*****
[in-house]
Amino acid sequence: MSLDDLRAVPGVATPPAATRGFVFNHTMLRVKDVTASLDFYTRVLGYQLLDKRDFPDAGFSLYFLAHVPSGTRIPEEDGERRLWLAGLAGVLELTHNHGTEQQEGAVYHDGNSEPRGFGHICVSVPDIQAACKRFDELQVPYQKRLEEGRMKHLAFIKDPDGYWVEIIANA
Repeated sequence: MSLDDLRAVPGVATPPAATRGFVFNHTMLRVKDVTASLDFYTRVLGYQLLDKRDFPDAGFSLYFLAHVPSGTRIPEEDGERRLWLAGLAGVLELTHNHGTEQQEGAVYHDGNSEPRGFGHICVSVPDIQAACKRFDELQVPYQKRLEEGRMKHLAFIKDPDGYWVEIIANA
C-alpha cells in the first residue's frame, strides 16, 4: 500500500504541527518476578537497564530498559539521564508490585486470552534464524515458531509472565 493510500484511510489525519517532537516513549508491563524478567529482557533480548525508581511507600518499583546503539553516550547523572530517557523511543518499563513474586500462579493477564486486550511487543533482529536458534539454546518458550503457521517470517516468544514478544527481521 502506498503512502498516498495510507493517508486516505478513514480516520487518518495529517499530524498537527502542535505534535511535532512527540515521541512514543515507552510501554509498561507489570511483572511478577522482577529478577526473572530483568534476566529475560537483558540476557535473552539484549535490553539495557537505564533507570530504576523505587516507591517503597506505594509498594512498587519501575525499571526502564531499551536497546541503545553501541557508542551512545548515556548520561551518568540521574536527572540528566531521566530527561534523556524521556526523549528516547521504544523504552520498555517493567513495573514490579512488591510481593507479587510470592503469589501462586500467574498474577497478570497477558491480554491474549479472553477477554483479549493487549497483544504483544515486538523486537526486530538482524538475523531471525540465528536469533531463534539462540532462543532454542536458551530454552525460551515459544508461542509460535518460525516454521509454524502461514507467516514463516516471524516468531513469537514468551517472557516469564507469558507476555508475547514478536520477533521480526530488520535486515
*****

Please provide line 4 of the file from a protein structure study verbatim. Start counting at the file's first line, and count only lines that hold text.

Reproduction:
C-alpha cells in the first residue's frame, strides 16, 4: 500500500504541527518476578537497564530498559539521564508490585486470552534464524515458531509472565 493510500484511510489525519517532537516513549508491563524478567529482557533480548525508581511507600518499583546503539553516550547523572530517557523511543518499563513474586500462579493477564486486550511487543533482529536458534539454546518458550503457521517470517516468544514478544527481521 502506498503512502498516498495510507493517508486516505478513514480516520487518518495529517499530524498537527502542535505534535511535532512527540515521541512514543515507552510501554509498561507489570511483572511478577522482577529478577526473572530483568534476566529475560537483558540476557535473552539484549535490553539495557537505564533507570530504576523505587516507591517503597506505594509498594512498587519501575525499571526502564531499551536497546541503545553501541557508542551512545548515556548520561551518568540521574536527572540528566531521566530527561534523556524521556526523549528516547521504544523504552520498555517493567513495573514490579512488591510481593507479587510470592503469589501462586500467574498474577497478570497477558491480554491474549479472553477477554483479549493487549497483544504483544515486538523486537526486530538482524538475523531471525540465528536469533531463534539462540532462543532454542536458551530454552525460551515459544508461542509460535518460525516454521509454524502461514507467516514463516516471524516468531513469537514468551517472557516469564507469558507476555508475547514478536520477533521480526530488520535486515